A restaurant might already have enough competition from other eateries next door, across the street, or even in the same building, so they probably don’t want yet a competing restaurant on wheels parking on their block. But when restaurants and food trucks share a similar menu, can a city require that they not share the same general space? [More]
Cities can tell you where you can and can’t park, and they can decide which areas of town are zoned for which types of commercial uses, but can a city determine where a food truck can park based solely on the type of food it makes? [More]
Two food cart operators in Portland, Oregon were busted last week buying meat, soda, oven cleaner, and utensils from undercover officers posing as shoplifters. They were arrested and have both been charged with attempted theft by receiving. However, they explained to local media that they totally didn’t think that they were buying meat that had been shoved down a thief’s pants. No way. [More]
Because heaven forbid you need to walk more than 50 feet to find a cup of coffee, Starbucks wants to try to bring its brews just a little bit closer. The coffee colossus has announced it will be dabbling in the food truck business this fall when it rolls out mobile versions of its stores on a trio of college campuses. [More]
Most American restaurant-goers are used to writing a tip on the receipt after they enjoy a sit-down meal, but with a growing number of eateries — like food trucks and pop-up restaurants — that straddle the line between traditional dining and fast food, it’s unclear whether customers are expected to leave a tip or just be on their merry way. That’s why some new payment systems include an extra step to put the idea of tipping in the consumer’s mind. [More]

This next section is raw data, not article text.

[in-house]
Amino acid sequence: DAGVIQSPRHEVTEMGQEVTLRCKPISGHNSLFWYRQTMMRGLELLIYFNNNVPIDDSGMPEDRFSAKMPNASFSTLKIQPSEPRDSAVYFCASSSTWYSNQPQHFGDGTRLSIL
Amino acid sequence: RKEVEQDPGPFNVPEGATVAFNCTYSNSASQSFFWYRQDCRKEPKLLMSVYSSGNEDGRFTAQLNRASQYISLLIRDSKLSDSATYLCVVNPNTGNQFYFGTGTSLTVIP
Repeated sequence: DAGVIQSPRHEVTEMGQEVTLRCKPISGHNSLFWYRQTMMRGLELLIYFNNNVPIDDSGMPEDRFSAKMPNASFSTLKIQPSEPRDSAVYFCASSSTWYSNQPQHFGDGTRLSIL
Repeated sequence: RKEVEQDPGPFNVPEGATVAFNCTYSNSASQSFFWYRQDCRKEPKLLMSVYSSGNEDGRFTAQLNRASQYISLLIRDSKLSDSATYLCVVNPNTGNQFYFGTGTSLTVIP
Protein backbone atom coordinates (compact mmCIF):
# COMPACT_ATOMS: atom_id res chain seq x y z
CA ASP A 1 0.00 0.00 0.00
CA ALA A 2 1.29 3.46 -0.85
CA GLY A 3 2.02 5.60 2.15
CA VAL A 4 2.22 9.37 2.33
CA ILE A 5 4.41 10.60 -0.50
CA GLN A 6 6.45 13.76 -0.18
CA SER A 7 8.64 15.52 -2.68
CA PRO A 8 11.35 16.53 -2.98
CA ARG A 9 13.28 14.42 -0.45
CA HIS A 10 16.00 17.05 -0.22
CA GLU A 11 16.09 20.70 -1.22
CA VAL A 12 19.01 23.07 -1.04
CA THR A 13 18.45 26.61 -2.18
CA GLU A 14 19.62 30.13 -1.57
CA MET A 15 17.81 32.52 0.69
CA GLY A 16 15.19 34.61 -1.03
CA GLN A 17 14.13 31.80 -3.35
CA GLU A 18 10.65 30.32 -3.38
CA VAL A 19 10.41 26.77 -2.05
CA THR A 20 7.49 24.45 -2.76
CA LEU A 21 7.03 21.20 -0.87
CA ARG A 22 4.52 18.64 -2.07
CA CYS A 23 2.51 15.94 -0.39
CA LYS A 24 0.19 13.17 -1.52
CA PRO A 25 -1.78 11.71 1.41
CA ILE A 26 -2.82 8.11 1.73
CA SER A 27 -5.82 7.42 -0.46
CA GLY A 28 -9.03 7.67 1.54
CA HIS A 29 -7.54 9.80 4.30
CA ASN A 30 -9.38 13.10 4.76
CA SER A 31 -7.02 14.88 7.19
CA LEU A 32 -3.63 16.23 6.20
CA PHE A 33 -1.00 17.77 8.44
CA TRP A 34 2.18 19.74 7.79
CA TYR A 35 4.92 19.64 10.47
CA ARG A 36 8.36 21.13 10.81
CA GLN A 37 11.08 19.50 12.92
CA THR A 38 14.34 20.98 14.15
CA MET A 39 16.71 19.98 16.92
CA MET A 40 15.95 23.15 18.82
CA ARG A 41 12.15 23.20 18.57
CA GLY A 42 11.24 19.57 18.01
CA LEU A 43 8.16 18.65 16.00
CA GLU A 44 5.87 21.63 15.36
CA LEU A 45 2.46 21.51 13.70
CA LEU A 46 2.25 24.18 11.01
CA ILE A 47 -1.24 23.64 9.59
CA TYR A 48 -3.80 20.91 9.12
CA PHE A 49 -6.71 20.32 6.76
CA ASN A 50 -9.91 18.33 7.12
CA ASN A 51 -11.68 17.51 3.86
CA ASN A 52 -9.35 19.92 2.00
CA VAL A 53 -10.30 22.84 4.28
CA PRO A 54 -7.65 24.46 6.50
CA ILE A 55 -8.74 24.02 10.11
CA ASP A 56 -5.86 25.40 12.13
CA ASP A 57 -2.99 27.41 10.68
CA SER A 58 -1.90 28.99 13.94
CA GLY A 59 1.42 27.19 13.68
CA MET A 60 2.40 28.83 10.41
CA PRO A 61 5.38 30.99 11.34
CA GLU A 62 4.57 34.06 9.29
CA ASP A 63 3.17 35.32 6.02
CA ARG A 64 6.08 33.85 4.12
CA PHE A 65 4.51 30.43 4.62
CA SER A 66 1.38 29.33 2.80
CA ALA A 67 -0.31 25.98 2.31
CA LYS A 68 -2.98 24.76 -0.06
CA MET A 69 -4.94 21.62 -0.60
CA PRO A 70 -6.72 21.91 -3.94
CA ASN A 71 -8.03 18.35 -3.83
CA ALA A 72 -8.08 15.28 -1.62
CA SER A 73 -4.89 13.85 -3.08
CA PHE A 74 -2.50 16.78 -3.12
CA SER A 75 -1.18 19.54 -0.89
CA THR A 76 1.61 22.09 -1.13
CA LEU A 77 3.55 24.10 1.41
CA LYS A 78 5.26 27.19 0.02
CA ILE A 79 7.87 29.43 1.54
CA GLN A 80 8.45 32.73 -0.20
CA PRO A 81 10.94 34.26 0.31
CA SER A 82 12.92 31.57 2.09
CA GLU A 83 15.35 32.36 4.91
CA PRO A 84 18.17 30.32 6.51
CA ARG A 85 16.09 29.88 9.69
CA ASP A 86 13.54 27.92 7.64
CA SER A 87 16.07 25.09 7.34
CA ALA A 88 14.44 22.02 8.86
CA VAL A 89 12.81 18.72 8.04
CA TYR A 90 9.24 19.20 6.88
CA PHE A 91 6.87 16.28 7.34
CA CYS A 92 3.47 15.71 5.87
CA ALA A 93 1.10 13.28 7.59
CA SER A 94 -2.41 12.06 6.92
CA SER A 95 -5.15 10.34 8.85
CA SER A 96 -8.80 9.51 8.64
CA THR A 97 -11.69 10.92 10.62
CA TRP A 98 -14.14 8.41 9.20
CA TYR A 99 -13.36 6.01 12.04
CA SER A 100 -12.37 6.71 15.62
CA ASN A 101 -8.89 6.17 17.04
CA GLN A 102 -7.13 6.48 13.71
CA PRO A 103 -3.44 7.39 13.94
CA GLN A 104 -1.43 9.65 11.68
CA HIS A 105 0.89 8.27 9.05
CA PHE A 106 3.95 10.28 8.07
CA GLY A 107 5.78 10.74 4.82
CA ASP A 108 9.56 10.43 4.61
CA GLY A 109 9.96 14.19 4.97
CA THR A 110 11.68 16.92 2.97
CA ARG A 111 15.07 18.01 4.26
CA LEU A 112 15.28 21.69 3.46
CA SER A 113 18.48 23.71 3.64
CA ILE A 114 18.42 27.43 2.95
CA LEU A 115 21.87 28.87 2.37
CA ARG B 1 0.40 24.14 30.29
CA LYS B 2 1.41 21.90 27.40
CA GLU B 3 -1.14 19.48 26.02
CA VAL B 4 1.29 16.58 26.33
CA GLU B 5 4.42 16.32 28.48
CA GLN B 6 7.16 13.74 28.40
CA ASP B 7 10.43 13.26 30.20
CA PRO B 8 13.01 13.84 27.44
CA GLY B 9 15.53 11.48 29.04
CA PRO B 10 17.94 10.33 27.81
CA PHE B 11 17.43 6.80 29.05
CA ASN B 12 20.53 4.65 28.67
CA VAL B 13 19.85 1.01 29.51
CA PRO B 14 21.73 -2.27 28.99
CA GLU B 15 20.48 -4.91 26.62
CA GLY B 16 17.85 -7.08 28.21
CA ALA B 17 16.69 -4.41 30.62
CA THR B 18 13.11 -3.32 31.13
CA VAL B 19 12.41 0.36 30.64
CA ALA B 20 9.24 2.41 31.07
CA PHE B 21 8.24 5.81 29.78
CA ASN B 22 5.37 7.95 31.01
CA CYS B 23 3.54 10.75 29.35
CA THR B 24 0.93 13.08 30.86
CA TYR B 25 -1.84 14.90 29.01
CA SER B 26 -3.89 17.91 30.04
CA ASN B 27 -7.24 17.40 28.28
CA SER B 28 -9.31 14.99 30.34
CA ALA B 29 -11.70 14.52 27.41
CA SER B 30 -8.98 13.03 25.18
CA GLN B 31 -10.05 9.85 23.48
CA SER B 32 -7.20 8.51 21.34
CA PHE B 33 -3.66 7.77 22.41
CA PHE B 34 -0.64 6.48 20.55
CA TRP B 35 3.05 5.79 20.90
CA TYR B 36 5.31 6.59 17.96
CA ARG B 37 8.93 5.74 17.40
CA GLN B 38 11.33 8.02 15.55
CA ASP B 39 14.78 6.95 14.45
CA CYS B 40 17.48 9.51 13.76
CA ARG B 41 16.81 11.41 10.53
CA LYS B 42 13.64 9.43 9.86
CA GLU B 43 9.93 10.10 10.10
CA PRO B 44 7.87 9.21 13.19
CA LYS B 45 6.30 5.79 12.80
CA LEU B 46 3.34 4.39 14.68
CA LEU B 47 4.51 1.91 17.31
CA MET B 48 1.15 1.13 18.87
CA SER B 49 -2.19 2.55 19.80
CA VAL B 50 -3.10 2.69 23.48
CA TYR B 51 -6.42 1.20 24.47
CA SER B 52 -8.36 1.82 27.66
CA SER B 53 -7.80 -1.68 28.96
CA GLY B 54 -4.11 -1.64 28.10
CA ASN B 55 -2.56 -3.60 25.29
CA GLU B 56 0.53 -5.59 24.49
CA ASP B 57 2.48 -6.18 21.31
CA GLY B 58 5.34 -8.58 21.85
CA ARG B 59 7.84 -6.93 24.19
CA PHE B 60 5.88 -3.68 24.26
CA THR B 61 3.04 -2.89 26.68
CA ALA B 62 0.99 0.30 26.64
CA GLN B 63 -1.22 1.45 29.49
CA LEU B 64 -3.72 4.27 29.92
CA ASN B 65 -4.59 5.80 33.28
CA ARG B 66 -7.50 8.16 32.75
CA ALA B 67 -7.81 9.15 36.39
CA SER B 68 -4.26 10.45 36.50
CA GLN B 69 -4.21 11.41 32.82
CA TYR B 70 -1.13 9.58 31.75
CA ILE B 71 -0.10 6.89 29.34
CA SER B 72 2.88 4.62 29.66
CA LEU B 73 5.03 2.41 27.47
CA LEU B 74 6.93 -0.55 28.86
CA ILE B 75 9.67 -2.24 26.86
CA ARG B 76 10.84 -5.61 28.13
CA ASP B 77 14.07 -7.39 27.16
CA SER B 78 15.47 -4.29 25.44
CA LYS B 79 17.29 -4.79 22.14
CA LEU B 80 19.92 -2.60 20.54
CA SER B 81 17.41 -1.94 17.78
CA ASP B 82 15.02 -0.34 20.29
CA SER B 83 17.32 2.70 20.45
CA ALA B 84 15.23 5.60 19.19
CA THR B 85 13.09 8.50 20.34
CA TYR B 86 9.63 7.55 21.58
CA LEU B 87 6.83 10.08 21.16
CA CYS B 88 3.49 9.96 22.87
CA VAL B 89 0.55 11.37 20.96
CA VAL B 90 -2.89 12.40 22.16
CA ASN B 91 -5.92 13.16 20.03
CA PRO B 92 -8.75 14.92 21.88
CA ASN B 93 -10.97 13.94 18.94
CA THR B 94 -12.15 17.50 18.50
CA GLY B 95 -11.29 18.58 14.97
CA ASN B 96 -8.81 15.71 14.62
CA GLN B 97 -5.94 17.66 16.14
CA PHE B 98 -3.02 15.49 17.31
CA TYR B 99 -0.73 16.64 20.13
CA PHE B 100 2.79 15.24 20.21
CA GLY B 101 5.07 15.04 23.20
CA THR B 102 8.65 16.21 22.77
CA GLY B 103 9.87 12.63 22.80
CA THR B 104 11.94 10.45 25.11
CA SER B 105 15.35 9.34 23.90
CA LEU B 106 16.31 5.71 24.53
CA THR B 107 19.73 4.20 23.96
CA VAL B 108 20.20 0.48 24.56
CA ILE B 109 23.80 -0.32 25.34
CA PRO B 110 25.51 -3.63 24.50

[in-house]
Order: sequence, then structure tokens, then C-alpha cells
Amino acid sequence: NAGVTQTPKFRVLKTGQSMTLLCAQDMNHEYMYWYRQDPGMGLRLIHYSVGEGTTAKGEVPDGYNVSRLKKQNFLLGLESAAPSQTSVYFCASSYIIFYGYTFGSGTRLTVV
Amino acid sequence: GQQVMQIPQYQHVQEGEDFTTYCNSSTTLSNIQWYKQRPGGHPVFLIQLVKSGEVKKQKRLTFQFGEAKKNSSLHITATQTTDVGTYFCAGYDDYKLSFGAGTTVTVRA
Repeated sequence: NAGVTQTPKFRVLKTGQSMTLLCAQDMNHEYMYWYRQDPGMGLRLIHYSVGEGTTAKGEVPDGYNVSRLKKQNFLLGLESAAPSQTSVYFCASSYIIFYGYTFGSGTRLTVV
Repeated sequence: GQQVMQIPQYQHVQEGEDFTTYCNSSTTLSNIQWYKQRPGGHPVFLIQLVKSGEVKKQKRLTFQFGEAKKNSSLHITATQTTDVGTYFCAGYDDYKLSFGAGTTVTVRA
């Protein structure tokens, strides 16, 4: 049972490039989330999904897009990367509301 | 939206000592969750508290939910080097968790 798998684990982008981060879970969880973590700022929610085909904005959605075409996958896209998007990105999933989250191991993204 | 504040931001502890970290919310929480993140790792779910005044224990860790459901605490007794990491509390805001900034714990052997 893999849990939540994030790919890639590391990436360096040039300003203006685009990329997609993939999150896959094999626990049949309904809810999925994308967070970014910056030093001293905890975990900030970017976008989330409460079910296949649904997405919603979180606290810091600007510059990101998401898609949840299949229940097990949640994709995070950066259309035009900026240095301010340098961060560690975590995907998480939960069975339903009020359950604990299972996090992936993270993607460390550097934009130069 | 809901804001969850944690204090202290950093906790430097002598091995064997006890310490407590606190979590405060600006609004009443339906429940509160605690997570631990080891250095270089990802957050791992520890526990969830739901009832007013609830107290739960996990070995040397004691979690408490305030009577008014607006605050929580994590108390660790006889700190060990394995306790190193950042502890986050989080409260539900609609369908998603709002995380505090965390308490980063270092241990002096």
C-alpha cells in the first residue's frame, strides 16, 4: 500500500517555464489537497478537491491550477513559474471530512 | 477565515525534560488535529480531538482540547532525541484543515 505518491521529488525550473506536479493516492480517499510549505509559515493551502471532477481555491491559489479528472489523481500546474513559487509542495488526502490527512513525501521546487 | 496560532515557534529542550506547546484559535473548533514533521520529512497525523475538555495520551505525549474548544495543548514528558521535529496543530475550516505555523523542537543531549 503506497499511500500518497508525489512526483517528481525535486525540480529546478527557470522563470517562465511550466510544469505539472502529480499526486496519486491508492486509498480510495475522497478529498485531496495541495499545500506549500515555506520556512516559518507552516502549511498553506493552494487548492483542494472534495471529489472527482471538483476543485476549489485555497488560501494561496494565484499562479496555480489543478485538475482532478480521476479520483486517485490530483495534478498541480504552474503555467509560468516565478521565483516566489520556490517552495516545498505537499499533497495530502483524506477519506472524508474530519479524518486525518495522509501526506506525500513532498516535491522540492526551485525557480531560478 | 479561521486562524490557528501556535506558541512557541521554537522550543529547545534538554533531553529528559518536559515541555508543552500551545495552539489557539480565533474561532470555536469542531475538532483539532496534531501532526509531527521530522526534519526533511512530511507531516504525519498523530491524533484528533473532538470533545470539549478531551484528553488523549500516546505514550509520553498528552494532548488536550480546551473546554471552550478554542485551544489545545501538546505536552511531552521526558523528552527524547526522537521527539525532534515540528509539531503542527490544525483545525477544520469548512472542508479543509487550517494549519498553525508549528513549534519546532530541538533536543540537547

Is it okay to welcome a business with a potentially offensive name to a public space or to government property? That’s the question at the center of a dispute between an upstate New York food truck and the state government. The truck is called The Wandering Dago. Is that an offensive term in 21st-century America? [More]
Food trucks have soared in popularity for two very simple reasons: They allow entrepreneurial operators a relatively low-cost, small-staff way of launching a business, and they can instantly transform a food desert into a lunchtime hot spot. But are traditional eateries losing customers to this proliferation of meals-on-wheels? [More]
While sit-down restaurant diners customarily leave tips, gratuities are much more rare in the to-go food business. But when an eatery goes out of its way to accommodate a customer, it’s not unheard of for that customer to toss a few extra dollars in. So when a food truck worker in Manhattan saw his crew had been left without a tip on a $170 order placed by a multinational shareholder advisory service, he took his frustration to Twitter — and got fired for it. [More]
Yesterday we told you about retailers who were following the food truck model of taking their wares to customers on the city streets. But that’s nothing compared to the guy who decided the best way to get customers to his gym was to bring his gym to the public — in the back of his pickup truck.
As anyone who lives or works in a major city can attest to, the last few years have seen a huge growth in the number of quality food vendors selling their items from trucks parked on city streets. While the food truck trend might be at or nearing its peak, it may have blazed a trail for other businesses to think about going mobile.
It’s bad enough when your parents learn how to use Facebook and/or Twitter (sorry Mom, Dad) but what’s even worse, if you’re say, a food truck business, is when cops rain on your social networking parade. Police in Chicago have studied up on how the whole shebang works, and have been turning businesses’ social media savvy against them.
Food trucks offering everything from cupcakes to waffles have sprouted in cities all over, and it sure sounds fun. Driving around, selling unique food, tweeting about it, who wouldn’t want that? But before you jump in, you should know it’s a darn hard grind. $100,000 in startup costs is not unheard of, and you better make sure you know the regulations. For instance, how are you going to sell food from your truck if you’re not allowed to park it anywhere?